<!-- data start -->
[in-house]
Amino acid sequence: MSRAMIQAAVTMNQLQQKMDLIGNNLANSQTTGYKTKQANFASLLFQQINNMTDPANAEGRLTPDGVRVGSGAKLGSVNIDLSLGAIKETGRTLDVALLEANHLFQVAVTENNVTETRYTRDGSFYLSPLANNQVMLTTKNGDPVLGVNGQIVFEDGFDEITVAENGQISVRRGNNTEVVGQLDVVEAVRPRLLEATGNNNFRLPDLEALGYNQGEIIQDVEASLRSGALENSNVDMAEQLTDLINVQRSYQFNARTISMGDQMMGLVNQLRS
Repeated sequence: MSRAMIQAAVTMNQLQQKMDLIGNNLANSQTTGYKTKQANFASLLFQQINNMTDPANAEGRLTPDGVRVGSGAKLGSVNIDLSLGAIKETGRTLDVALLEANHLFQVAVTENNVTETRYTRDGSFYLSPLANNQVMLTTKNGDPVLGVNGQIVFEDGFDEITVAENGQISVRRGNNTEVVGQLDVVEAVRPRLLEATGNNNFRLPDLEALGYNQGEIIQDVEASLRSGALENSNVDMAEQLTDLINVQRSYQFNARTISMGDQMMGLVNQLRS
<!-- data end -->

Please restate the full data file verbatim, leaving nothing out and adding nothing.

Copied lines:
[in-house]
Amino acid sequence: MSRAMIQAAVTMNQLQQKMDLIGNNLANSQTTGYKTKQANFASLLFQQINNMTDPANAEGRLTPDGVRVGSGAKLGSVNIDLSLGAIKETGRTLDVALLEANHLFQVAVTENNVTETRYTRDGSFYLSPLANNQVMLTTKNGDPVLGVNGQIVFEDGFDEITVAENGQISVRRGNNTEVVGQLDVVEAVRPRLLEATGNNNFRLPDLEALGYNQGEIIQDVEASLRSGALENSNVDMAEQLTDLINVQRSYQFNARTISMGDQMMGLVNQLRS
Repeated sequence: MSRAMIQAAVTMNQLQQKMDLIGNNLANSQTTGYKTKQANFASLLFQQINNMTDPANAEGRLTPDGVRVGSGAKLGSVNIDLSLGAIKETGRTLDVALLEANHLFQVAVTENNVTETRYTRDGSFYLSPLANNQVMLTTKNGDPVLGVNGQIVFEDGFDEITVAENGQISVRRGNNTEVVGQLDVVEAVRPRLLEATGNNNFRLPDLEALGYNQGEIIQDVEASLRSGALENSNVDMAEQLTDLINVQRSYQFNARTISMGDQMMGLVNQLRS